In her Florence speech, Prime Minister Theresa May proposed a Brexit transition period of “about two years” to implement the various regulatory changes after March 2019.
The UK would remain in the single market and customs union during this time.
The request drew criticism from some Brexiteers, such as Jacob Rees-Mogg, who argued that the EU should have no say in British affairs after we leave, and called it a “deferral” of leaving the bloc.
The Irish government then publicly called for an even longer implementation period of up to five years.
But sources in Brussels have told the Guardian the exit date is likely to be 31 December 2020.
Earlier this week Michel Barnier, the EU’s top negotiator, told a group of European newspapers he envisaged a similar timeline.
He said: “To my mind, it makes sense that it covers the financial period, so until 2020.”
This timetable would also coincide with the end of the EU’s seven-year budget.
The fishing quotas would also end then December 2020, so it would be a practical time said the source.
The Brexit Security responded discussions could go on until the last minute.
Ms Malhorta asked if that meant the Parliamentary vote on the final deal could come after Britain exit the block and Mr Davis said: “Yes, it could be. It can’t come before we have the deal.”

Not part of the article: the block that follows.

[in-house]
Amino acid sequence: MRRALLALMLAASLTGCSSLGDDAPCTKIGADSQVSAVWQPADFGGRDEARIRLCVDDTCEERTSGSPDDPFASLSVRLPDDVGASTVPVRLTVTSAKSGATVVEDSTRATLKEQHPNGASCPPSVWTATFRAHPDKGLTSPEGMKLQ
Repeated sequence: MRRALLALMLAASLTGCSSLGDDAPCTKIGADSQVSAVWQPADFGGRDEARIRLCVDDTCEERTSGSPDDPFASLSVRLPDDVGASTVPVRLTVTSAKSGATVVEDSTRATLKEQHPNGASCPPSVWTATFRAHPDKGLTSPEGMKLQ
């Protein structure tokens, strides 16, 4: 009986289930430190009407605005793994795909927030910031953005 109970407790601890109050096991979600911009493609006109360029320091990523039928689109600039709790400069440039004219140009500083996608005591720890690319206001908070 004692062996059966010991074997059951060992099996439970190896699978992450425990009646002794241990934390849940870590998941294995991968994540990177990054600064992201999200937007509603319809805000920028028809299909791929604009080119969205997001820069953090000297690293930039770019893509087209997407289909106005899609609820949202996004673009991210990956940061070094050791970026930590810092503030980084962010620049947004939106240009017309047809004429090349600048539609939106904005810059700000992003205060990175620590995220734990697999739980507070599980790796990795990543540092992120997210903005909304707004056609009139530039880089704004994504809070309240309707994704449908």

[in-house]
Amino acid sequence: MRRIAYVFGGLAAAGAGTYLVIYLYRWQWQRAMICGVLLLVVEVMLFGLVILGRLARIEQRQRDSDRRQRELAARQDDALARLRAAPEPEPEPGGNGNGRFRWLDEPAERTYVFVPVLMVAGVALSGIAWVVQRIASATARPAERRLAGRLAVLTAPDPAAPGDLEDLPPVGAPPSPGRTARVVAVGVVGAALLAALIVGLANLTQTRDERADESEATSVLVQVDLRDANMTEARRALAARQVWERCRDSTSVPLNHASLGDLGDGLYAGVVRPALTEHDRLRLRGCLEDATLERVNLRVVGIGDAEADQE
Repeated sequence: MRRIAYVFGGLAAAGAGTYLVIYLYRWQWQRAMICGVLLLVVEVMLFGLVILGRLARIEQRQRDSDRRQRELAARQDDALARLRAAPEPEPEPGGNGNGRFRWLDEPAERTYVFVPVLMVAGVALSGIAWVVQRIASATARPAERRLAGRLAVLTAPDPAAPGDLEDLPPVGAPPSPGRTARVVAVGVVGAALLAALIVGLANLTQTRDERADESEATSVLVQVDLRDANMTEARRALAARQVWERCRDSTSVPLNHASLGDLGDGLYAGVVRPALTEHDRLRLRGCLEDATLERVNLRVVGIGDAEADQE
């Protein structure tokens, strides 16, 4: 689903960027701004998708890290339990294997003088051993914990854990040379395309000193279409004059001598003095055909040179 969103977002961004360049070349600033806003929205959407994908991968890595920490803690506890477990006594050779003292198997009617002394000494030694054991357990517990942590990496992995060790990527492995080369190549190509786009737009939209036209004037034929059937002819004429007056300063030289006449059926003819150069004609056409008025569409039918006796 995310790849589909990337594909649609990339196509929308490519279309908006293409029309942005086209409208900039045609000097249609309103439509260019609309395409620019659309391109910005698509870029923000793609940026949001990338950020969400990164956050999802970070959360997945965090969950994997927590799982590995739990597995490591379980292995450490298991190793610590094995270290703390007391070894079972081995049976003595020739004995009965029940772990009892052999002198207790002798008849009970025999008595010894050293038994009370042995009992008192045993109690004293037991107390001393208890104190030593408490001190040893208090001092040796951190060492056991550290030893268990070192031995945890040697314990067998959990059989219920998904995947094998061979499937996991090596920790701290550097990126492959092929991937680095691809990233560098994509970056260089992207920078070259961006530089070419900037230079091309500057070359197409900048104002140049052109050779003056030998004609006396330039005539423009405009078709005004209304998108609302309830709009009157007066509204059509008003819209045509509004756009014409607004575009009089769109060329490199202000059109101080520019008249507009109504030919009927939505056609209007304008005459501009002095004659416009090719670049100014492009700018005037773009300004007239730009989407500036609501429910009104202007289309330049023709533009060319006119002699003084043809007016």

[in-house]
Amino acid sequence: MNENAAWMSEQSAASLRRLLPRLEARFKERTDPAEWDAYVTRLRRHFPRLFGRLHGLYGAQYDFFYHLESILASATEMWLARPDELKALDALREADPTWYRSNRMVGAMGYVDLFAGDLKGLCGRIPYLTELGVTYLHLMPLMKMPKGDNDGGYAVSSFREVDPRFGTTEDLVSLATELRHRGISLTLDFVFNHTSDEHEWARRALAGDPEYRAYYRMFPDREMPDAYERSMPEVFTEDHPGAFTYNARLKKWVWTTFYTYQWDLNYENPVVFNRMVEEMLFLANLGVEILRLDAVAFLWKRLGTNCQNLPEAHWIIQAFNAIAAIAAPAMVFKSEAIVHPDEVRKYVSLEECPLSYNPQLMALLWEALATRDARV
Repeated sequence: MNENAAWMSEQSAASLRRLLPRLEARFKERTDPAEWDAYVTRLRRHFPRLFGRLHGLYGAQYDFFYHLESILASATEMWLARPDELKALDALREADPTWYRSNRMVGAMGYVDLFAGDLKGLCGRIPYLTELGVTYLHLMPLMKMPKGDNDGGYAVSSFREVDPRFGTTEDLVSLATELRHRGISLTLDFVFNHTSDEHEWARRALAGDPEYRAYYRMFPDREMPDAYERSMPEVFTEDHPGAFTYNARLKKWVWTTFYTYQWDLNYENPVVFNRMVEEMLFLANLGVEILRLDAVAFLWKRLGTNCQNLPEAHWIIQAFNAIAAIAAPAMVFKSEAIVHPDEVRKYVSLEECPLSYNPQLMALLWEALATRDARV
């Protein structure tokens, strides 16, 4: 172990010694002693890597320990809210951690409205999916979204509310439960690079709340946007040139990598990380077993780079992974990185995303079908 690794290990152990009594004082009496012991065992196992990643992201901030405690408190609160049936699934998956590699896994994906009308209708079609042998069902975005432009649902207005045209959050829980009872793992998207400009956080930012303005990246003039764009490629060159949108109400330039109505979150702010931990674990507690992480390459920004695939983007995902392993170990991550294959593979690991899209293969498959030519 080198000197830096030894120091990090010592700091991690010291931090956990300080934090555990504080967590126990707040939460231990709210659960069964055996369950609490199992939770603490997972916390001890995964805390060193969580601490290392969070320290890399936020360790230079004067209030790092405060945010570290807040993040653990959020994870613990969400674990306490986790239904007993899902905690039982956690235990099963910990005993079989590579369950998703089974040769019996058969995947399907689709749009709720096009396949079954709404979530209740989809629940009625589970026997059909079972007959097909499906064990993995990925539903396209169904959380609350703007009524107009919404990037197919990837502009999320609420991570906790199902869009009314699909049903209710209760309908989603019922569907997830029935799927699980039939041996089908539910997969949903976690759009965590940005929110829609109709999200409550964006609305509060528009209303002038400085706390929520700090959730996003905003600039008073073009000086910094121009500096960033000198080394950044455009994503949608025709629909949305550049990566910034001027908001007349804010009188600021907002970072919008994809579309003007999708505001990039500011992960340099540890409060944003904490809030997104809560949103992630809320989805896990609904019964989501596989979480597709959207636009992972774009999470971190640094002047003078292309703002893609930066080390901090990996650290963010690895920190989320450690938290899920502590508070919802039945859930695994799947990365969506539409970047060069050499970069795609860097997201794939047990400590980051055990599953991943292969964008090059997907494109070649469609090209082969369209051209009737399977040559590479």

The revelation contradicted Brexit deputy minister David Jones, who promised MPs in February that the final vote on the Brexit agreement before we leave.
Speaking in parliament, Mr Jones had said: “I can confirm that the Government will bring forward a motion on the final agreement, to be approved by both Houses of Parliament before it is concluded.
“We expect and intend that this will happen before the European Parliament debates and votes on the final agreement.”
At the committee session yesterday Mr Davis said he expects a transition deal to be agreed early next year.
He said it wouldn’t come at the next European Council, starting on 14 December, as the European Council guidelines will only be in then.
He also insisted free trade terms with the EU could be agreed in just 12 months.